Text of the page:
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Immunogenetics

, Volume 60, Issue 1, pp 37–46 | Cite as

Identification of MHC class I sequences in Chinese-origin rhesus macaques

  • Julie A. Karl
  • Roger W. Wiseman
  • Kevin J. Campbell
  • Alex J. Blasky
  • Austin L. Hughes
  • Betsy Ferguson
  • Daniel S. Read
  • David H. O’ConnorEmail author
Original Paper

Abstract

The rhesus macaque (Macaca mulatta) is an excellent model for human disease and vaccine research. Two populations exhibiting distinctive morphological and physiological characteristics, Indian- and Chinese-origin rhesus macaques, are commonly used in research. Genetic analysis has focused on the Indian macaque population, but the accessibility of these animals for research is limited. Due to their greater availability, Chinese rhesus macaques are now being used more frequently, particularly in vaccine and biodefense studies, although relatively little is known about their immunogenetics. In this study, we discovered major histocompatibility complex (MHC) class I cDNAs in 12 Chinese rhesus macaques and detected 41 distinct Mamu-A and Mamu-B sequences. Twenty-seven of these class I cDNAs were novel, while six and eight of these sequences were previously reported in Chinese and Indian rhesus macaques, respectively. We then performed microsatellite analysis on DNA from these 12 animals, as well as an additional 18 animals, and developed sequence specific primer PCR (PCR-SSP) assays for eight cDNAs found in multiple animals. We also examined our cohort for potential admixture of Chinese and Indian origin animals using a recently developed panel of single nucleotide polymorphisms (SNPs). The discovery of 27 novel MHC class I sequences in this analysis underscores the genetic diversity of Chinese rhesus macaques and contributes reagents that will be valuable for studying cellular immunology in this population.

Keywords

Rhesus macaque MHC class I Mamu-A Mamu-B 

Notes

Acknowledgement

The authors would like to thank Natasja de Groot, Nel Otting, and IMGT Non-human Primate Nomenclature Committee for naming the Mamu-A and Mamu-B sequences. We thank Jason Wojcechowskyj for microsatellite primer design, Chad Pendley and Ericka Becker for assistance with cloning and sequencing, and members of the O’Connor group for helpful discussions. This work was supported by subcontract from the Battelle Biomedical Research Center under NIAID contract N01-A1-30061. This publication was made possible in part by Grant Number P51 RR000167 from the National Center for Research Resources (NCRR), a component of the National Institutes of Health (NIH), to the Wisconsin National Primate Research Center, University of Wisconsin-Madison. This research was conducted in part at a facility constructed with support from Research Facilities Improvement Program grant numbers RR15459-01 and RR020141-01. This publication’s contents are solely the responsibility of the authors and does not necessarily represent the official views of NCRR, NIAID, or NIH.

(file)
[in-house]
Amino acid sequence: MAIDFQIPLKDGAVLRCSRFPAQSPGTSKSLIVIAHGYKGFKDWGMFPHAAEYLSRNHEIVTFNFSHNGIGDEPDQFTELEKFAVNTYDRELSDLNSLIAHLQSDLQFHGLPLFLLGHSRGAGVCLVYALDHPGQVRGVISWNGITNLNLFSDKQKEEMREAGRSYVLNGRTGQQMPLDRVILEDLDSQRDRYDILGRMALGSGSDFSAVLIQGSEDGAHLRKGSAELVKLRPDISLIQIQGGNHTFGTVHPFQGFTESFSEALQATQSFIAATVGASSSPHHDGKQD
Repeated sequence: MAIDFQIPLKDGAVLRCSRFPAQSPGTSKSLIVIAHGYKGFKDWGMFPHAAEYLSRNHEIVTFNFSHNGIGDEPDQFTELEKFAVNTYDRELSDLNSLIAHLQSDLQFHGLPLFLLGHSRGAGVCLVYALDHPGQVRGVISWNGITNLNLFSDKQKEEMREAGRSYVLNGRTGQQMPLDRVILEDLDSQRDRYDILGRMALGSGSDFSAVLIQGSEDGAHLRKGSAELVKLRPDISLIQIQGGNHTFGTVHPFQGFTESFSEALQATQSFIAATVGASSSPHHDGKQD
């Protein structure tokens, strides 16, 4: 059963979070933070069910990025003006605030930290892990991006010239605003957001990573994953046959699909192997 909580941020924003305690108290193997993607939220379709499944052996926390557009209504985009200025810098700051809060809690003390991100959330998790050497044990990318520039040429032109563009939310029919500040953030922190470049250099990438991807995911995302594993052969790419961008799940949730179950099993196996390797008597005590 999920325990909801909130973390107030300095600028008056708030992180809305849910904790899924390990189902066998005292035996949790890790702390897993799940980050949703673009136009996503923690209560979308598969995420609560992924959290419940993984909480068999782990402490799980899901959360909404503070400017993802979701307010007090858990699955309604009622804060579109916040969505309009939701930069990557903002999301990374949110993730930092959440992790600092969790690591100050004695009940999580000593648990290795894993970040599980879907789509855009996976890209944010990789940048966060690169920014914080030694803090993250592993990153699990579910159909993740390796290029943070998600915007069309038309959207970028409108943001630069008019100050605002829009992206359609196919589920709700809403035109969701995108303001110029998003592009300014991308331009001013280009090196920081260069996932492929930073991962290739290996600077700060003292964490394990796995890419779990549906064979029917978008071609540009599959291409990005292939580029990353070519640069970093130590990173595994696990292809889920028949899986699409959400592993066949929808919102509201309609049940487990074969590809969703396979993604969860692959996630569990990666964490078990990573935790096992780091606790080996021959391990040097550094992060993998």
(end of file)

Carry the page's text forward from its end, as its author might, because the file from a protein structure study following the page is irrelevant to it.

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Copyright information

© Springer-Verlag 2007

Authors and Affiliations

  • Julie A. Karl
    • 1
  • Roger W. Wiseman
    • 2
  • Kevin J. Campbell
    • 2
  • Alex J. Blasky
    • 2
  • Austin L. Hughes
    • 3
  • Betsy Ferguson
    • 4
    • 5
  • Daniel S. Read
    • 6
  • David H. O’Connor
    • 1
    • 2
    • 7
    Email author
  1. 1.Department of Pathology and Laboratory MedicineUniversity of Wisconsin-MadisonMadisonUSA
  2. 2.Wisconsin National Primate Research CenterUniversity of Wisconsin-MadisonMadisonUSA
  3. 3.Department of Biological SciencesUniversity of South CarolinaColumbiaUSA
  4. 4.Genetics Research and Informatics Program, Oregon National Primate Research CenterOregon Health and Sciences UniversityBeavertonUSA
  5. 5.Washington National Primate Research CenterUniversity of WashingtonSeattleUSA
  6. 6.Battelle Biomedical Research CenterColumbusUSA
  7. 7.University of Wisconsin-MadisonMadisonUSA

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